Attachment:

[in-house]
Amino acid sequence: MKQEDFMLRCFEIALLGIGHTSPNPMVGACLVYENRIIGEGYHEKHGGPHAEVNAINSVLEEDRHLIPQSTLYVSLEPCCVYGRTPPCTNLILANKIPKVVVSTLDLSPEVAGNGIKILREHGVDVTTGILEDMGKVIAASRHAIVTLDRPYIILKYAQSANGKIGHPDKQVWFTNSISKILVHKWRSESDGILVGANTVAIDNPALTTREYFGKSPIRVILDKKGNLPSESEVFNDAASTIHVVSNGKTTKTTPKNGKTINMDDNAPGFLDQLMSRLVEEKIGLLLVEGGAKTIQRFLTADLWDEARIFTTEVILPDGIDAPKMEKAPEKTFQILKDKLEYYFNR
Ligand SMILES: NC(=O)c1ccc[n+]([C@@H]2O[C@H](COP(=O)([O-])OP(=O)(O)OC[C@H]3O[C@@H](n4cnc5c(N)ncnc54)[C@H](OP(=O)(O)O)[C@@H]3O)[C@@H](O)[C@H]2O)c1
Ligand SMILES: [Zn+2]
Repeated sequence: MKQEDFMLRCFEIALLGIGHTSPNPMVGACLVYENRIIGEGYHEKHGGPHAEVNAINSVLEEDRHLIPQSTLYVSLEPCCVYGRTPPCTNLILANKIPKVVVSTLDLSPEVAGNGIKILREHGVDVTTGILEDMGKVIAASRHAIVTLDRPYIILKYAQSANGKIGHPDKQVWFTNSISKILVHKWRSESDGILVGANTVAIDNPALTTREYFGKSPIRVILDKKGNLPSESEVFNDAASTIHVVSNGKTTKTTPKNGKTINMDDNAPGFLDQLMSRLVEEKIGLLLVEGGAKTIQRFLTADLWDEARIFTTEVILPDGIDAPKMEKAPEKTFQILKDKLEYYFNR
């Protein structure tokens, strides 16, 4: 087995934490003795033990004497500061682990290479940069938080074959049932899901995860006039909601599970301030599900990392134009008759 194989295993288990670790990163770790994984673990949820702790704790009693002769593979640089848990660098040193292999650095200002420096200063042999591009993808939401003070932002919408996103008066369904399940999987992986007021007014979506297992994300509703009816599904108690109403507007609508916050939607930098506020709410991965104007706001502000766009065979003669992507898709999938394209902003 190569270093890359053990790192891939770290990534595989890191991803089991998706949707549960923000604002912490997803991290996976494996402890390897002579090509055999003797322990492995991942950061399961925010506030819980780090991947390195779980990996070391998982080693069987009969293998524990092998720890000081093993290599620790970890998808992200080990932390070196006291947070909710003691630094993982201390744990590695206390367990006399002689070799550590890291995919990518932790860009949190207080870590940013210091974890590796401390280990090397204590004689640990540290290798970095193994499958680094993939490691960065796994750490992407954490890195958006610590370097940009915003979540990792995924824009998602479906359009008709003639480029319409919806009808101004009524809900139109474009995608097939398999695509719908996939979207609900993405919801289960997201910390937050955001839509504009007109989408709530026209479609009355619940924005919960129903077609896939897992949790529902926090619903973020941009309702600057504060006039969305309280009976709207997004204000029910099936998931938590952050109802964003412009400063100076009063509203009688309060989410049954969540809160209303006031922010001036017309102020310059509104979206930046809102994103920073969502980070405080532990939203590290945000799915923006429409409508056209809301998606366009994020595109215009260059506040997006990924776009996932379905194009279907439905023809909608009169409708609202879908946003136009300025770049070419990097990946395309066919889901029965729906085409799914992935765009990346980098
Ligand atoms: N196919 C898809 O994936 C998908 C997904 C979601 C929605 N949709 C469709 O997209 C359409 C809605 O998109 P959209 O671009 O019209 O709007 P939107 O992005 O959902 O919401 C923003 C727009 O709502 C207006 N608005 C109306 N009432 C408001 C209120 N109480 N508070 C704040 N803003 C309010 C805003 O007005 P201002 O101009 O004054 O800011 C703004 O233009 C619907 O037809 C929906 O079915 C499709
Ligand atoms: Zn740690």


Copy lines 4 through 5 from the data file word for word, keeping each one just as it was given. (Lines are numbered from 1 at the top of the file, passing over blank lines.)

Ligand SMILES: [Zn+2]
Repeated sequence: MKQEDFMLRCFEIALLGIGHTSPNPMVGACLVYENRIIGEGYHEKHGGPHAEVNAINSVLEEDRHLIPQSTLYVSLEPCCVYGRTPPCTNLILANKIPKVVVSTLDLSPEVAGNGIKILREHGVDVTTGILEDMGKVIAASRHAIVTLDRPYIILKYAQSANGKIGHPDKQVWFTNSISKILVHKWRSESDGILVGANTVAIDNPALTTREYFGKSPIRVILDKKGNLPSESEVFNDAASTIHVVSNGKTTKTTPKNGKTINMDDNAPGFLDQLMSRLVEEKIGLLLVEGGAKTIQRFLTADLWDEARIFTTEVILPDGIDAPKMEKAPEKTFQILKDKLEYYFNR